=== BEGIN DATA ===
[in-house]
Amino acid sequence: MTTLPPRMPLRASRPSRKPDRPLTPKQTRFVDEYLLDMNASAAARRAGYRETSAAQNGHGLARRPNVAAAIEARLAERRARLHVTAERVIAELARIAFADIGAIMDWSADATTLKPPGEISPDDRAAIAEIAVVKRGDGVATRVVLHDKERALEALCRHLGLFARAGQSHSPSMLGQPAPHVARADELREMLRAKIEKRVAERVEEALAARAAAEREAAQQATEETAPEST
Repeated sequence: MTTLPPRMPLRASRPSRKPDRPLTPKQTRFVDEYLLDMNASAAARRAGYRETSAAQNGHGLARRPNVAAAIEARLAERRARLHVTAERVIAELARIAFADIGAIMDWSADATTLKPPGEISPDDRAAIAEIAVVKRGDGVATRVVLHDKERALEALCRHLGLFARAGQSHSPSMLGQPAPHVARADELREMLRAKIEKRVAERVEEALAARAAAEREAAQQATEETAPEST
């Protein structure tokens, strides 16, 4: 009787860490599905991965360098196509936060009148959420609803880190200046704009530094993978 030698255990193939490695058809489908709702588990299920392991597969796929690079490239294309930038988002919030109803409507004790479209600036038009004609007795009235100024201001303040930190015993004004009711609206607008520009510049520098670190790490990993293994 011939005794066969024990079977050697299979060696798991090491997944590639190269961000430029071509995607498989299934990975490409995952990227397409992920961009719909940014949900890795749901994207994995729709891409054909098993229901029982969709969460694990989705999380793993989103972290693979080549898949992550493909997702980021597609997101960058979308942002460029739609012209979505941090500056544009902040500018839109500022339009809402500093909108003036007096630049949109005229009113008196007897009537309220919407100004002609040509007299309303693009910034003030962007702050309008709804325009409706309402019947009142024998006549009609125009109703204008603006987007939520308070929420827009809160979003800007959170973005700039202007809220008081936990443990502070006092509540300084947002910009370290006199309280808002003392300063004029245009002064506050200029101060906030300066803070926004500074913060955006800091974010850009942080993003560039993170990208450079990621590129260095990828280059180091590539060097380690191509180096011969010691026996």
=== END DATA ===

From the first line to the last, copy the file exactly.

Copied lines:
[in-house]
Amino acid sequence: MTTLPPRMPLRASRPSRKPDRPLTPKQTRFVDEYLLDMNASAAARRAGYRETSAAQNGHGLARRPNVAAAIEARLAERRARLHVTAERVIAELARIAFADIGAIMDWSADATTLKPPGEISPDDRAAIAEIAVVKRGDGVATRVVLHDKERALEALCRHLGLFARAGQSHSPSMLGQPAPHVARADELREMLRAKIEKRVAERVEEALAARAAAEREAAQQATEETAPEST
Repeated sequence: MTTLPPRMPLRASRPSRKPDRPLTPKQTRFVDEYLLDMNASAAARRAGYRETSAAQNGHGLARRPNVAAAIEARLAERRARLHVTAERVIAELARIAFADIGAIMDWSADATTLKPPGEISPDDRAAIAEIAVVKRGDGVATRVVLHDKERALEALCRHLGLFARAGQSHSPSMLGQPAPHVARADELREMLRAKIEKRVAERVEEALAARAAAEREAAQQATEETAPEST
């Protein structure tokens, strides 16, 4: 009787860490599905991965360098196509936060009148959420609803880190200046704009530094993978 030698255990193939490695058809489908709702588990299920392991597969796929690079490239294309930038988002919030109803409507004790479209600036038009004609007795009235100024201001303040930190015993004004009711609206607008520009510049520098670190790490990993293994 011939005794066969024990079977050697299979060696798991090491997944590639190269961000430029071509995607498989299934990975490409995952990227397409992920961009719909940014949900890795749901994207994995729709891409054909098993229901029982969709969460694990989705999380793993989103972290693979080549898949992550493909997702980021597609997101960058979308942002460029739609012209979505941090500056544009902040500018839109500022339009809402500093909108003036007096630049949109005229009113008196007897009537309220919407100004002609040509007299309303693009910034003030962007702050309008709804325009409706309402019947009142024998006549009609125009109703204008603006987007939520308070929420827009809160979003800007959170973005700039202007809220008081936990443990502070006092509540300084947002910009370290006199309280808002003392300063004029245009002064506050200029101060906030300066803070926004500074913060955006800091974010850009942080993003560039993170990208450079990621590129260095990828280059180091590539060097380690191509180096011969010691026996």